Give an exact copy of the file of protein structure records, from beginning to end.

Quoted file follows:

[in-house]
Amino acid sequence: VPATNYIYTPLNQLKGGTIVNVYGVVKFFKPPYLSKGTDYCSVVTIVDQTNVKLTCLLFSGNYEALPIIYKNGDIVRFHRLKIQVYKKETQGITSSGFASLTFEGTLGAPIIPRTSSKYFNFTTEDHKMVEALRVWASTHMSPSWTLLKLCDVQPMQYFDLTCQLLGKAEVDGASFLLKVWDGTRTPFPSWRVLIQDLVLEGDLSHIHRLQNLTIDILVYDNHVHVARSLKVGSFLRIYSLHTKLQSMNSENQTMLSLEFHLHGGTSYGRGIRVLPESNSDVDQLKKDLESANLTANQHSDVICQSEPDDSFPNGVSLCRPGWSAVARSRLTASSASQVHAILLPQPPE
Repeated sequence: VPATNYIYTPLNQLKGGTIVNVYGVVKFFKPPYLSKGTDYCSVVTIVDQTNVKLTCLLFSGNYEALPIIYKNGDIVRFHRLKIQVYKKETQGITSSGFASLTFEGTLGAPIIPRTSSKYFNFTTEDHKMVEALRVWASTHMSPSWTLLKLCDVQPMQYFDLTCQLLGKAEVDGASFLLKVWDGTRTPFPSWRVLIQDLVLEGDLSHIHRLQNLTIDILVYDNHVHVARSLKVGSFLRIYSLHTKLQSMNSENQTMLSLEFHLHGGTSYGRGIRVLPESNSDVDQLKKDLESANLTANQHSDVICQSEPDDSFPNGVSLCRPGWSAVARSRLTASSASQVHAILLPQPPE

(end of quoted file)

[in-house]
Amino acid sequence: VPATNYIYTPLNQLKGGTIVNVYGVVKFFKPPYLSKGTDYCSVVTIVDQTNVKLTCLLFSGNYEALPIIYKNGDIVRFHRLKIQVYKKETQGITSSGFASLTFEGTLGAPIIPRTSSKYFNFTTEDHKMVEALRVWASTHMSPSWTLLKLCDVQPMQYFDLTCQLLGKAEVDGASFLLKVWDGTRTPFPSWRVLIQDLVLEGDLSHIHRLQNLTIDILVYDNHVHVARSLKVGSFLRIYSLHTKLQSMNSENQTMLSLEFHLHGGTSYGRGIRVLPESNSDVDQLKKDLESANLTANQHSDVICQSEPDDSFPNGVSLCRPGWSAVARSRLTASSASQVHAILLPQPPE
Repeated sequence: VPATNYIYTPLNQLKGGTIVNVYGVVKFFKPPYLSKGTDYCSVVTIVDQTNVKLTCLLFSGNYEALPIIYKNGDIVRFHRLKIQVYKKETQGITSSGFASLTFEGTLGAPIIPRTSSKYFNFTTEDHKMVEALRVWASTHMSPSWTLLKLCDVQPMQYFDLTCQLLGKAEVDGASFLLKVWDGTRTPFPSWRVLIQDLVLEGDLSHIHRLQNLTIDILVYDNHVHVARSLKVGSFLRIYSLHTKLQSMNSENQTMLSLEFHLHGGTSYGRGIRVLPESNSDVDQLKKDLESANLTANQHSDVICQSEPDDSFPNGVSLCRPGWSAVARSRLTASSASQVHAILLPQPPE